Starting from the southern end, Sharia As Souq appears very much like the tourist bazaars all over Egypt, with slightly less persistent traders than elsewhere in the country trying to lure passers-by into their shops to buy scarves, perfume, spice and roughly carved copies of Pharaonic statues. But a closer look reveals more exotic elements. Traders sell Nubian talismans for good luck, colourful Nubian baskets and skullcaps, Sudanese swords, African masks, and enormous stuffed crocodiles and desert creatures.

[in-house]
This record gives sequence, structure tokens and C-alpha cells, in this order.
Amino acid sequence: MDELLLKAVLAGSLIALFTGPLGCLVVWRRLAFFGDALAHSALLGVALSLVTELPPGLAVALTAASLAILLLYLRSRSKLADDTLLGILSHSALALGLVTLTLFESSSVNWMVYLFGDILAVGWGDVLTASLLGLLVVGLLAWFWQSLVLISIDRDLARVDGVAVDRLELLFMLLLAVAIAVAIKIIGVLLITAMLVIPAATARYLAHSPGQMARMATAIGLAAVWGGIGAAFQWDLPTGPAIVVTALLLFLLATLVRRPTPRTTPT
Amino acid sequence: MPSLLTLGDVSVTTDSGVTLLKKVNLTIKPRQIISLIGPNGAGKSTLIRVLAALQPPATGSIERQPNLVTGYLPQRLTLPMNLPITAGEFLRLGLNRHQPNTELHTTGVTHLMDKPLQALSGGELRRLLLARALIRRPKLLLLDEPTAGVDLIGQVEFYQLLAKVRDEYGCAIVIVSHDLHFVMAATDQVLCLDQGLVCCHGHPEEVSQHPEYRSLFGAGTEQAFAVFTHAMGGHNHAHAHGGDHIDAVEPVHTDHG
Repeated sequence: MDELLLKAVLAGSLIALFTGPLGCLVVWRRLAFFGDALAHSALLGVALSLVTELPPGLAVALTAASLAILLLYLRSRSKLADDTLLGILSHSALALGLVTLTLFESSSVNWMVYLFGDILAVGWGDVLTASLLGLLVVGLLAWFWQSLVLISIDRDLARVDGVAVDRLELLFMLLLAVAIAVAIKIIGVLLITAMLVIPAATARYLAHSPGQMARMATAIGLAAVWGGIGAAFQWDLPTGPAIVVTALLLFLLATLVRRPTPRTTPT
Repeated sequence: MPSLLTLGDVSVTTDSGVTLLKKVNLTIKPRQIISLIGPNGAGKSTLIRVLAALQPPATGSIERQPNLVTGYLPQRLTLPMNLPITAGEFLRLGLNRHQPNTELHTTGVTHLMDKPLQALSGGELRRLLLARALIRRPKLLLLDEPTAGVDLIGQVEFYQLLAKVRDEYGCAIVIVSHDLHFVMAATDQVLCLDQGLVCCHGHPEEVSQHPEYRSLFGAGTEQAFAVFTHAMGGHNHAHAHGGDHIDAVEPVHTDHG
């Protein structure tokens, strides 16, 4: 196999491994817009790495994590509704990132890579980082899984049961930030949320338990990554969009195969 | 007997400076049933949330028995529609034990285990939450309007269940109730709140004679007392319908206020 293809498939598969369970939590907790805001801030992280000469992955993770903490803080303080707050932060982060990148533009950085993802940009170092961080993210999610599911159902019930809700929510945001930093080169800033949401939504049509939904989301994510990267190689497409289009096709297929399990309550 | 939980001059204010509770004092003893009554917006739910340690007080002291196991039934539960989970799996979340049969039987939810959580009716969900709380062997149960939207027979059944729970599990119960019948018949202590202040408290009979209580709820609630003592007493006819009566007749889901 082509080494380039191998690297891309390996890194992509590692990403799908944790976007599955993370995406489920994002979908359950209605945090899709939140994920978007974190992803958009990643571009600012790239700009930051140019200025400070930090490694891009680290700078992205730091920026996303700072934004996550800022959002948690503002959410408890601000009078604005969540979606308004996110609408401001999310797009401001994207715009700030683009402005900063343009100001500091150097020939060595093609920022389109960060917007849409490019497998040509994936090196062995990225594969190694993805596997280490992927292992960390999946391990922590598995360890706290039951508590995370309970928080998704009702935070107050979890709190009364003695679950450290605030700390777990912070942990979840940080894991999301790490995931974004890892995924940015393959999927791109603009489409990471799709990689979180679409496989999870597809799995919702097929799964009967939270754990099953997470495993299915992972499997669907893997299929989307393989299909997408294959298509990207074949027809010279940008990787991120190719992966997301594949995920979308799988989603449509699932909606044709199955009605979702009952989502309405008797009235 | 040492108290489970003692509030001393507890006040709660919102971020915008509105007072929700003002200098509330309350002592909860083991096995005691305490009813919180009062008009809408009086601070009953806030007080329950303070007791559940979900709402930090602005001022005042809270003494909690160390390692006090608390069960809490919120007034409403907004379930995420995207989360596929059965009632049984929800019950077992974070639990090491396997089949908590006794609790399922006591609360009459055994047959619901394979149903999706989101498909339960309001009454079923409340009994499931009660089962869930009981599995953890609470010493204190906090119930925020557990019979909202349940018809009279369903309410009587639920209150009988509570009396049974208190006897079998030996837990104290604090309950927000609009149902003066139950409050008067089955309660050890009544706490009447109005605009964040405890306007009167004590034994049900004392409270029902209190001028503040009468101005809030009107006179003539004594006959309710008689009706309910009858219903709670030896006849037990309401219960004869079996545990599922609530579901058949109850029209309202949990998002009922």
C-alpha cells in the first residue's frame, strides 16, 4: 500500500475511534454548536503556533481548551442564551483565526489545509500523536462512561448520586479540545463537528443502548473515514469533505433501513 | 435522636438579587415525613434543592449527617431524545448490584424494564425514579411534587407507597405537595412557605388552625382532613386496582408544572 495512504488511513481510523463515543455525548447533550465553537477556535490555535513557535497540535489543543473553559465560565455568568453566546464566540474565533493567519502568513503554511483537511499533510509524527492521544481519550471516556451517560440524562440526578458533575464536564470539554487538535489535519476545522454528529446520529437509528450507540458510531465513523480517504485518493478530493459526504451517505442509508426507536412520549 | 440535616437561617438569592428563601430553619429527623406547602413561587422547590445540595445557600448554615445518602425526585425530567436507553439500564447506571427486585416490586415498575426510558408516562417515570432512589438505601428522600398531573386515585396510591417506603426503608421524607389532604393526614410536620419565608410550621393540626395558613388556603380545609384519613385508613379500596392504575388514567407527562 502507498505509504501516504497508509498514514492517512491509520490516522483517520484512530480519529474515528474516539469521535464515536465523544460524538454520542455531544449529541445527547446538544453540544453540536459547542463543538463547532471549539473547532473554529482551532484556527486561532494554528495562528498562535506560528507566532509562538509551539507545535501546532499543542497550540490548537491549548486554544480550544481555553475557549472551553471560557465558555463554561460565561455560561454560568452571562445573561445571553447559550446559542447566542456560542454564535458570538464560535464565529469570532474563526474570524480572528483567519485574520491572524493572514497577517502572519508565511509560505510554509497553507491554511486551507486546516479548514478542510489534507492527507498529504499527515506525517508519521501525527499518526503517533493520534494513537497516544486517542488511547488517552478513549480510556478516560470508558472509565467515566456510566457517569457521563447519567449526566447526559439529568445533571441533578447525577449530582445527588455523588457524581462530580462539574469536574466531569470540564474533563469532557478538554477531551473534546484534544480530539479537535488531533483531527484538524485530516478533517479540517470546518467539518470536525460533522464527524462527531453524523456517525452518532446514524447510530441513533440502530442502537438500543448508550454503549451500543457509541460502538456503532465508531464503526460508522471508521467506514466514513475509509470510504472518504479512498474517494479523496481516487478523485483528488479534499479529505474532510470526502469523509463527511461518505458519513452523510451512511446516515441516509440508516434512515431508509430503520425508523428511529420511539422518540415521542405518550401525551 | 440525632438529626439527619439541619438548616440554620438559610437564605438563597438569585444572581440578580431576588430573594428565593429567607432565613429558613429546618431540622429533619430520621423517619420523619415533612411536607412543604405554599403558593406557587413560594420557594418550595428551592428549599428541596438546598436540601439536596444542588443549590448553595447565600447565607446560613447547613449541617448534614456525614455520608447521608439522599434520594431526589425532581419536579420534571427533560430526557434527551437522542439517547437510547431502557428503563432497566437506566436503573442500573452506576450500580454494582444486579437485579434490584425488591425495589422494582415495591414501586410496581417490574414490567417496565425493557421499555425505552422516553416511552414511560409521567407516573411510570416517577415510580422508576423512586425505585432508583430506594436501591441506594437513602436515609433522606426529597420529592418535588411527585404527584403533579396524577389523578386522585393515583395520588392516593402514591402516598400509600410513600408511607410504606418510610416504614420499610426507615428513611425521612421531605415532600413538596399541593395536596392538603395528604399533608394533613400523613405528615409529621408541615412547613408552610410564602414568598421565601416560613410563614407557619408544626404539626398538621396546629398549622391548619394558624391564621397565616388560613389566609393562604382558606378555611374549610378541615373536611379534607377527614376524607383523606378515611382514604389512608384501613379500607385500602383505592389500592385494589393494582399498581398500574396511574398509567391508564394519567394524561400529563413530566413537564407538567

Aswan is also famous for the quality of its fuul sudani (peanuts), henna powder (sold in different qualities) and dried hibiscus flowers (used to make the much-loved local drink karkadai).
The pace is slow, particularly in the late afternoon; the air has a slight whiff of sandalwood; and, as in ancient times, you may feel that Aswan is the gateway to Africa.